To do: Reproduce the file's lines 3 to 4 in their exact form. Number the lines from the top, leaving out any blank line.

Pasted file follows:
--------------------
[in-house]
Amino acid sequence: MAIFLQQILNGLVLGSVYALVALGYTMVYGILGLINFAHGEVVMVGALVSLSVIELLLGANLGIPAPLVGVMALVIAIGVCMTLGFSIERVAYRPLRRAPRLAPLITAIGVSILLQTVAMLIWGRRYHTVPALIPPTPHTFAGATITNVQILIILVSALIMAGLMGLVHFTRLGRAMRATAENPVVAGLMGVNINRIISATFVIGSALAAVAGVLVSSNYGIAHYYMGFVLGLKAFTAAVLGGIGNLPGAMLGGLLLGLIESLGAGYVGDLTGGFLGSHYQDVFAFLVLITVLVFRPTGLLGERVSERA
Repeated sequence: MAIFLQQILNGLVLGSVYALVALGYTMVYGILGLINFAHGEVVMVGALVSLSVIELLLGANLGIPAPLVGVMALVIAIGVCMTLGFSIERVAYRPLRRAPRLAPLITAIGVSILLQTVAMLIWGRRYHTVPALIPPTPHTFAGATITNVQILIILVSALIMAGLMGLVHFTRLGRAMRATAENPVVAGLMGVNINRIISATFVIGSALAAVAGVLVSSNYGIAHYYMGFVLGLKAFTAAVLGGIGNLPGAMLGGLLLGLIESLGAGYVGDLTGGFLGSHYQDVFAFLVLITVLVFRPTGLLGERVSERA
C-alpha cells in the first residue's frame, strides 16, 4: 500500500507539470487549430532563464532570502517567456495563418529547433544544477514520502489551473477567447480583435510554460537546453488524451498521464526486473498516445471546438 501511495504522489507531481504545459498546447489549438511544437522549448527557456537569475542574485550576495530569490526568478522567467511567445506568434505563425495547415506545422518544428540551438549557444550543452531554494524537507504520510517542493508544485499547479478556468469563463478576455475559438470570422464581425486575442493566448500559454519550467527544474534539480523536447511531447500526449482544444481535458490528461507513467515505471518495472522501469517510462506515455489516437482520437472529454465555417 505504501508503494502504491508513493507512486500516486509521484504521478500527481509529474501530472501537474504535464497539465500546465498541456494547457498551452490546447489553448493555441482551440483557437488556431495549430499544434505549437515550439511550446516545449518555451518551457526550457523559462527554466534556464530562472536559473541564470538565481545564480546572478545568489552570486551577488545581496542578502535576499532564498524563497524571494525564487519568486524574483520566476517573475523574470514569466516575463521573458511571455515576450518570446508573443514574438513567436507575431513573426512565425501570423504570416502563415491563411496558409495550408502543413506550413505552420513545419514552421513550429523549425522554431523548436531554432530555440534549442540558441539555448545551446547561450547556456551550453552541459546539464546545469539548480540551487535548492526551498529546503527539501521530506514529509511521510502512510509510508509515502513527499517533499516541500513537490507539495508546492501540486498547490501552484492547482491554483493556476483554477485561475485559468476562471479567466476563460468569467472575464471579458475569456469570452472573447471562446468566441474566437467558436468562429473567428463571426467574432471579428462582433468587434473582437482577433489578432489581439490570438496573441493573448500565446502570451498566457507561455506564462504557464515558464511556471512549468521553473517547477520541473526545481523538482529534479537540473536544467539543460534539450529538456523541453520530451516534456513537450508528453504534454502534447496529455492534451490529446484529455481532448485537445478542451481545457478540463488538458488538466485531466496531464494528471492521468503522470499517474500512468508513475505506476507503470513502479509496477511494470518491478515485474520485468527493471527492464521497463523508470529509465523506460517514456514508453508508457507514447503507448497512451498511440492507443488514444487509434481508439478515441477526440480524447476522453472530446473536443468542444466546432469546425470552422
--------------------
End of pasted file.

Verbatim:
Repeated sequence: MAIFLQQILNGLVLGSVYALVALGYTMVYGILGLINFAHGEVVMVGALVSLSVIELLLGANLGIPAPLVGVMALVIAIGVCMTLGFSIERVAYRPLRRAPRLAPLITAIGVSILLQTVAMLIWGRRYHTVPALIPPTPHTFAGATITNVQILIILVSALIMAGLMGLVHFTRLGRAMRATAENPVVAGLMGVNINRIISATFVIGSALAAVAGVLVSSNYGIAHYYMGFVLGLKAFTAAVLGGIGNLPGAMLGGLLLGLIESLGAGYVGDLTGGFLGSHYQDVFAFLVLITVLVFRPTGLLGERVSERA
C-alpha cells in the first residue's frame, strides 16, 4: 500500500507539470487549430532563464532570502517567456495563418529547433544544477514520502489551473477567447480583435510554460537546453488524451498521464526486473498516445471546438 501511495504522489507531481504545459498546447489549438511544437522549448527557456537569475542574485550576495530569490526568478522567467511567445506568434505563425495547415506545422518544428540551438549557444550543452531554494524537507504520510517542493508544485499547479478556468469563463478576455475559438470570422464581425486575442493566448500559454519550467527544474534539480523536447511531447500526449482544444481535458490528461507513467515505471518495472522501469517510462506515455489516437482520437472529454465555417 505504501508503494502504491508513493507512486500516486509521484504521478500527481509529474501530472501537474504535464497539465500546465498541456494547457498551452490546447489553448493555441482551440483557437488556431495549430499544434505549437515550439511550446516545449518555451518551457526550457523559462527554466534556464530562472536559473541564470538565481545564480546572478545568489552570486551577488545581496542578502535576499532564498524563497524571494525564487519568486524574483520566476517573475523574470514569466516575463521573458511571455515576450518570446508573443514574438513567436507575431513573426512565425501570423504570416502563415491563411496558409495550408502543413506550413505552420513545419514552421513550429523549425522554431523548436531554432530555440534549442540558441539555448545551446547561450547556456551550453552541459546539464546545469539548480540551487535548492526551498529546503527539501521530506514529509511521510502512510509510508509515502513527499517533499516541500513537490507539495508546492501540486498547490501552484492547482491554483493556476483554477485561475485559468476562471479567466476563460468569467472575464471579458475569456469570452472573447471562446468566441474566437467558436468562429473567428463571426467574432471579428462582433468587434473582437482577433489578432489581439490570438496573441493573448500565446502570451498566457507561455506564462504557464515558464511556471512549468521553473517547477520541473526545481523538482529534479537540473536544467539543460534539450529538456523541453520530451516534456513537450508528453504534454502534447496529455492534451490529446484529455481532448485537445478542451481545457478540463488538458488538466485531466496531464494528471492521468503522470499517474500512468508513475505506476507503470513502479509496477511494470518491478515485474520485468527493471527492464521497463523508470529509465523506460517514456514508453508508457507514447503507448497512451498511440492507443488514444487509434481508439478515441477526440480524447476522453472530446473536443468542444466546432469546425470552422